The digital brush is as effective as the physical one. When painted by an expert hand, Photoshop brushes can speak many words. It helps to connect with your audience which words can’t convey. Mastering it, however, is not an easy task by any means. In fact the going gets tough here. It takes superior precision and years of practice to create a connection between the monitor and your hand.
This article is aimed to provide Photoshop beginners with the basics of Photoshop Brushes, which is arguably the most important function of Photoshop.
Find the Brush Tool in Photoshop Toolbox
You can locate the Brush Tool in the Toolbox as shown below:
Brush Preset Picker
The Brush Preset Picker menu can be accessed by clicking the drop down menu next to the brush preview.
It presents three options to control the brush, namely: “Size,” “Hardness” and “Brush Shape.” The size takes care of the width and height of the brush in terms of pixel. Hardness deals with round brushes and brush shape presents with various brush options.
The brush mode decides how painted pixels affect the current layer. These modes working mechanism is similar to the Blend Mode on the layer’s palette. The differentiating factor is that they’re converted to absolute values when the stroke is over.
Opacity, Flow and Airbrush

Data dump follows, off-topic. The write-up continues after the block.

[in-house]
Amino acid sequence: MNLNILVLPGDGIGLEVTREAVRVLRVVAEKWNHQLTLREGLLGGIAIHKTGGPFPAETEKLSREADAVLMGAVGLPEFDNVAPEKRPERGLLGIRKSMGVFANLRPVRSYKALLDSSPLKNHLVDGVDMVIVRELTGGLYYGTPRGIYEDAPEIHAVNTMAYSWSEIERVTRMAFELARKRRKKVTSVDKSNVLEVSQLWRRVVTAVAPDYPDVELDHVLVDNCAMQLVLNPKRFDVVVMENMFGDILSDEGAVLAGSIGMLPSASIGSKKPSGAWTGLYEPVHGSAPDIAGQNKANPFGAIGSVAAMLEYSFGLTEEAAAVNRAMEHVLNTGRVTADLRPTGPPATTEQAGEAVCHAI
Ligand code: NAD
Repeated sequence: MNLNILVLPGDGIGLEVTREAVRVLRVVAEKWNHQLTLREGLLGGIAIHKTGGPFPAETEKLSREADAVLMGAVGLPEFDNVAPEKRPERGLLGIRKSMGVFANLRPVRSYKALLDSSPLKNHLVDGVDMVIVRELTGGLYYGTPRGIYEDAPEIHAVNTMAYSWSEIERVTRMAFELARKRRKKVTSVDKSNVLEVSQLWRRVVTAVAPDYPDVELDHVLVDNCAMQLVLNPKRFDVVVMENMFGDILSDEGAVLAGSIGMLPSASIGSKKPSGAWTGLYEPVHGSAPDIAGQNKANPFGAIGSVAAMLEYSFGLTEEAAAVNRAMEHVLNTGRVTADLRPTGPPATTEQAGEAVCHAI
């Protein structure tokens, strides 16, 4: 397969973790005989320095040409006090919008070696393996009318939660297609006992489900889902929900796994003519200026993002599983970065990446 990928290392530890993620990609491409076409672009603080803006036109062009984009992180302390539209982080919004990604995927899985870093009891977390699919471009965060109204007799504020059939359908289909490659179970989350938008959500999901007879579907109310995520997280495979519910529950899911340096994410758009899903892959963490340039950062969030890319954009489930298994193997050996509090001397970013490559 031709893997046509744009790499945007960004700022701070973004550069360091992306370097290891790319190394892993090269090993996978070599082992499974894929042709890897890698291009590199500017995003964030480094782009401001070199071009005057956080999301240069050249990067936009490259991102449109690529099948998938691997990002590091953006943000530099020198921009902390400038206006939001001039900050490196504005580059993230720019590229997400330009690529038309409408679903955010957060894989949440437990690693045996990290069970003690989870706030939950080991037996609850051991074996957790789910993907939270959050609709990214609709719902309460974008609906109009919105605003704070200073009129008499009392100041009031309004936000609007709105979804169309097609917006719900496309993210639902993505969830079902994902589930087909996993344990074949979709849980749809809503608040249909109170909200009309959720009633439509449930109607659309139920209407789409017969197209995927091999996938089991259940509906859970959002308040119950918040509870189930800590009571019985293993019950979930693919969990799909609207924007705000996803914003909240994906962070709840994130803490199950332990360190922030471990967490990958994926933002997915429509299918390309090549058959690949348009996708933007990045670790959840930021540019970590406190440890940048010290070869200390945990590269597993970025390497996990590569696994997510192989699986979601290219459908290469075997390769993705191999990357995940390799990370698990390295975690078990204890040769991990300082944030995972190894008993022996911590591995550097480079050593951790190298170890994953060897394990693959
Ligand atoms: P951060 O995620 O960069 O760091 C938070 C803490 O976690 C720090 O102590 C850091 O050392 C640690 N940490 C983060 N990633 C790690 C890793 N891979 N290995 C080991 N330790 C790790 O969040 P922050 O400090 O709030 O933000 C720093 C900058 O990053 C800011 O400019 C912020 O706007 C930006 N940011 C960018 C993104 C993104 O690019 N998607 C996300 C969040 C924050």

These three features work in tandem to decipher the quantity of paint thrown on the canvas. Opacity acts as the master control; it decides the amount of paint that can be used with each stroke. Flow decides the amount of paint that can be applied to an area with every brush movement. The Airbrush setting helps one to build up paint based on time rather than movement.
This menu keeps track of all the available Photoshop brushes. Some of the presets only change the brush shape; others have advanced settings which could be utilized. A number of brush libraries are also available other than the defaults. This can be easily added to the current list. The provision of creating a new brush is also available in Photoshop.
This brush preset window can be found under Window > Brush Preset:
Dynamic Brush Options
You can press the “F5” key on your keyboard to bring the Dynamic Brush Options window. From there you can set the shape, scattering and a few others:
Experiment with these settings and see what results they bring to your brush.
This is an extremely handy tool. This can only come into play when you use a tablet device (such as a Wacom Intuos). Pen pressure keeps track of the values based on the pressure with which the pen is pressed against the tablet. It results in very mature looking paints especially when it is used in collaboration with opacity settings and size.
Almost all versions of Photoshop come with Pen Pressure built-in so you can take full advantage of a tablet device.
That’s for this tutorial! Hope you learn a few things about Photoshop Brushes! Remember practice always makes it better!